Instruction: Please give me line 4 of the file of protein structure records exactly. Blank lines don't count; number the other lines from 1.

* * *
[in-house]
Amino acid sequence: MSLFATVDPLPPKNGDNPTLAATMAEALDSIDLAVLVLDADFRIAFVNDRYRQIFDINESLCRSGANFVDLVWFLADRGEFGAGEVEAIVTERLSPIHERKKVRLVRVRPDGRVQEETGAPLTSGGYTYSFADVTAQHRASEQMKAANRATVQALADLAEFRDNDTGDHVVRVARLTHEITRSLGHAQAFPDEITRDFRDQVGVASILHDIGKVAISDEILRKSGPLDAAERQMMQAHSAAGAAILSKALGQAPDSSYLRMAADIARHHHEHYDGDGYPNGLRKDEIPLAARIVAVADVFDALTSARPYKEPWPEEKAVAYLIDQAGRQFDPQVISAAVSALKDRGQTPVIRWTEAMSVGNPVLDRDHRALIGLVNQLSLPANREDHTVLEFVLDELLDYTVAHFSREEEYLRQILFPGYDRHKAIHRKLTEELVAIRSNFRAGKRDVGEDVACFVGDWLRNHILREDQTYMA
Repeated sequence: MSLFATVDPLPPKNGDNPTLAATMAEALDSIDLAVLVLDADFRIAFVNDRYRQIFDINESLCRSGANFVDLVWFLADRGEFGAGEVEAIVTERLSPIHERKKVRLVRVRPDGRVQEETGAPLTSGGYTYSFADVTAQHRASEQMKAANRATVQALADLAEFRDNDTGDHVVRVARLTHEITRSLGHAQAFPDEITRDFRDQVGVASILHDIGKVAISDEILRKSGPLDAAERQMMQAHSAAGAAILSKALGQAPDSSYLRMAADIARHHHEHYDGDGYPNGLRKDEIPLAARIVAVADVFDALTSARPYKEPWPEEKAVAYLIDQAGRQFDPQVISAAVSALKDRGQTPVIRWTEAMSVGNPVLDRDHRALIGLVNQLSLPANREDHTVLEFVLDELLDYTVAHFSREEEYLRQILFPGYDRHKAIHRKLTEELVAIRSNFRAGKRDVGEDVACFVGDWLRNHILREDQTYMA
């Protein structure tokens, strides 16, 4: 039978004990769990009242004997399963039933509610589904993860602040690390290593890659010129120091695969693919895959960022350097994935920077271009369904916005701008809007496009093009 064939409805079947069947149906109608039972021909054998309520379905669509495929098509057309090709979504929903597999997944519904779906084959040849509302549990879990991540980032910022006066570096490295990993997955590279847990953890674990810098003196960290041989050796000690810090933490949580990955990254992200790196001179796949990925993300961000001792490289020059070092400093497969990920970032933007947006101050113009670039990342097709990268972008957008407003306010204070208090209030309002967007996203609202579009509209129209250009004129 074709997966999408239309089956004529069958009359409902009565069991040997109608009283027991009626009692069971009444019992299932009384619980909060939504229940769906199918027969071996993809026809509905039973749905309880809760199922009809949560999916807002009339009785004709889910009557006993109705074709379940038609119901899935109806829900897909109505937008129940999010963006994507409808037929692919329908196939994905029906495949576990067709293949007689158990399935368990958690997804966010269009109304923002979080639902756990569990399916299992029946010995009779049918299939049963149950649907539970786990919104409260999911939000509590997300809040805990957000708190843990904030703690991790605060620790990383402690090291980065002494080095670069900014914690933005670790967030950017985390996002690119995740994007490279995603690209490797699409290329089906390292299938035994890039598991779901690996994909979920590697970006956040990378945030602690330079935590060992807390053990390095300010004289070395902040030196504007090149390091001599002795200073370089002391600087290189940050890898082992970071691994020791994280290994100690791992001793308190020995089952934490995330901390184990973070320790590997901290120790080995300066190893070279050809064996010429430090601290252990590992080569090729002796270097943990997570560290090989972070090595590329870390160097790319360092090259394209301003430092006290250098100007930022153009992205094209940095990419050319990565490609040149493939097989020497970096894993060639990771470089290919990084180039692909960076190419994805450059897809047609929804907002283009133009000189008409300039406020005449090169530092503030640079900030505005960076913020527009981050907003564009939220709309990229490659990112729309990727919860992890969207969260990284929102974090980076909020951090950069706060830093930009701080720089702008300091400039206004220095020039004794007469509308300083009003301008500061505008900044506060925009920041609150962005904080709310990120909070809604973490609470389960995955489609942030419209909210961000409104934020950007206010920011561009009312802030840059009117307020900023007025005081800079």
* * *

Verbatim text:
């Protein structure tokens, strides 16, 4: 039978004990769990009242004997399963039933509610589904993860602040690390290593890659010129120091695969693919895959960022350097994935920077271009369904916005701008809007496009093009 064939409805079947069947149906109608039972021909054998309520379905669509495929098509057309090709979504929903597999997944519904779906084959040849509302549990879990991540980032910022006066570096490295990993997955590279847990953890674990810098003196960290041989050796000690810090933490949580990955990254992200790196001179796949990925993300961000001792490289020059070092400093497969990920970032933007947006101050113009670039990342097709990268972008957008407003306010204070208090209030309002967007996203609202579009509209129209250009004129 074709997966999408239309089956004529069958009359409902009565069991040997109608009283027991009626009692069971009444019992299932009384619980909060939504229940769906199918027969071996993809026809509905039973749905309880809760199922009809949560999916807002009339009785004709889910009557006993109705074709379940038609119901899935109806829900897909109505937008129940999010963006994507409808037929692919329908196939994905029906495949576990067709293949007689158990399935368990958690997804966010269009109304923002979080639902756990569990399916299992029946010995009779049918299939049963149950649907539970786990919104409260999911939000509590997300809040805990957000708190843990904030703690991790605060620790990383402690090291980065002494080095670069900014914690933005670790967030950017985390996002690119995740994007490279995603690209490797699409290329089906390292299938035994890039598991779901690996994909979920590697970006956040990378945030602690330079935590060992807390053990390095300010004289070395902040030196504007090149390091001599002795200073370089002391600087290189940050890898082992970071691994020791994280290994100690791992001793308190020995089952934490995330901390184990973070320790590997901290120790080995300066190893070279050809064996010429430090601290252990590992080569090729002796270097943990997570560290090989972070090595590329870390160097790319360092090259394209301003430092006290250098100007930022153009992205094209940095990419050319990565490609040149493939097989020497970096894993060639990771470089290919990084180039692909960076190419994805450059897809047609929804907002283009133009000189008409300039406020005449090169530092503030640079900030505005960076913020527009981050907003564009939220709309990229490659990112729309990727919860992890969207969260990284929102974090980076909020951090950069706060830093930009701080720089702008300091400039206004220095020039004794007469509308300083009003301008500061505008900044506060925009920041609150962005904080709310990120909070809604973490609470389960995955489609942030419209909210961000409104934020950007206010920011561009009312802030840059009117307020900023007025005081800079």